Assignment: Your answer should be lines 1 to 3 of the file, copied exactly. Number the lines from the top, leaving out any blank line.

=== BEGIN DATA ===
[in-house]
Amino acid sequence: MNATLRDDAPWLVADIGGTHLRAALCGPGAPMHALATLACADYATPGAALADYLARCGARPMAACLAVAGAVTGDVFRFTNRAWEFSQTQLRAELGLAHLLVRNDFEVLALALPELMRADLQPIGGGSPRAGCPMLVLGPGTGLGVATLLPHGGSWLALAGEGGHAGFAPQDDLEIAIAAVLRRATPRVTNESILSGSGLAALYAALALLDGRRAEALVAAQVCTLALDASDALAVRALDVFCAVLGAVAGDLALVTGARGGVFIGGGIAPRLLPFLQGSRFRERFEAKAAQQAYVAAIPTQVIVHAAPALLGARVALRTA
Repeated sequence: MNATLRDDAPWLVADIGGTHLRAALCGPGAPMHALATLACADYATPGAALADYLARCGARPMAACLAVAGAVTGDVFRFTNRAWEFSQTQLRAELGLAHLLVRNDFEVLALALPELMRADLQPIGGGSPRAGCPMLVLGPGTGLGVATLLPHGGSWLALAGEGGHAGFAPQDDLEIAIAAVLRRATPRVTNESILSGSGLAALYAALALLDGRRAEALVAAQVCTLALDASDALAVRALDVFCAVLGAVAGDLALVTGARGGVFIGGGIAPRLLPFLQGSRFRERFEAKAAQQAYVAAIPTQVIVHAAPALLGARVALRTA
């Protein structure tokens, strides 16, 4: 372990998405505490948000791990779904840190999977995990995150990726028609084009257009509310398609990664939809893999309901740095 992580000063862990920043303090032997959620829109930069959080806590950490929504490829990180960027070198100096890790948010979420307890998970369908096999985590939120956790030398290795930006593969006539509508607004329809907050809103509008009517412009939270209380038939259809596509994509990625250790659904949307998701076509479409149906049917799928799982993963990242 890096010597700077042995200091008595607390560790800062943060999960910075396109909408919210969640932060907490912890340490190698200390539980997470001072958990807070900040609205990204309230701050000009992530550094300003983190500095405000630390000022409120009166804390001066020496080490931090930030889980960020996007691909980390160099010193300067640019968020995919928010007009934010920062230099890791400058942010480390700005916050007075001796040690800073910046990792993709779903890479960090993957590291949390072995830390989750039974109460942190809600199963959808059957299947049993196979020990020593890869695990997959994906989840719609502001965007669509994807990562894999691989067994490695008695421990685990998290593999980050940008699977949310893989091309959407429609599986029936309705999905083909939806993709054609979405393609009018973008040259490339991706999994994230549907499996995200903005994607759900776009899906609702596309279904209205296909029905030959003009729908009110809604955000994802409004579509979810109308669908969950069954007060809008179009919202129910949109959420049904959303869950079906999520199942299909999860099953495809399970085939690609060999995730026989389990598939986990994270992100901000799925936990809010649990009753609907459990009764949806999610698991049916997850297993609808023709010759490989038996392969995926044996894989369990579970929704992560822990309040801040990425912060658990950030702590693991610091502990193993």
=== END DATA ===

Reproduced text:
[in-house]
Amino acid sequence: MNATLRDDAPWLVADIGGTHLRAALCGPGAPMHALATLACADYATPGAALADYLARCGARPMAACLAVAGAVTGDVFRFTNRAWEFSQTQLRAELGLAHLLVRNDFEVLALALPELMRADLQPIGGGSPRAGCPMLVLGPGTGLGVATLLPHGGSWLALAGEGGHAGFAPQDDLEIAIAAVLRRATPRVTNESILSGSGLAALYAALALLDGRRAEALVAAQVCTLALDASDALAVRALDVFCAVLGAVAGDLALVTGARGGVFIGGGIAPRLLPFLQGSRFRERFEAKAAQQAYVAAIPTQVIVHAAPALLGARVALRTA
Repeated sequence: MNATLRDDAPWLVADIGGTHLRAALCGPGAPMHALATLACADYATPGAALADYLARCGARPMAACLAVAGAVTGDVFRFTNRAWEFSQTQLRAELGLAHLLVRNDFEVLALALPELMRADLQPIGGGSPRAGCPMLVLGPGTGLGVATLLPHGGSWLALAGEGGHAGFAPQDDLEIAIAAVLRRATPRVTNESILSGSGLAALYAALALLDGRRAEALVAAQVCTLALDASDALAVRALDVFCAVLGAVAGDLALVTGARGGVFIGGGIAPRLLPFLQGSRFRERFEAKAAQQAYVAAIPTQVIVHAAPALLGARVALRTA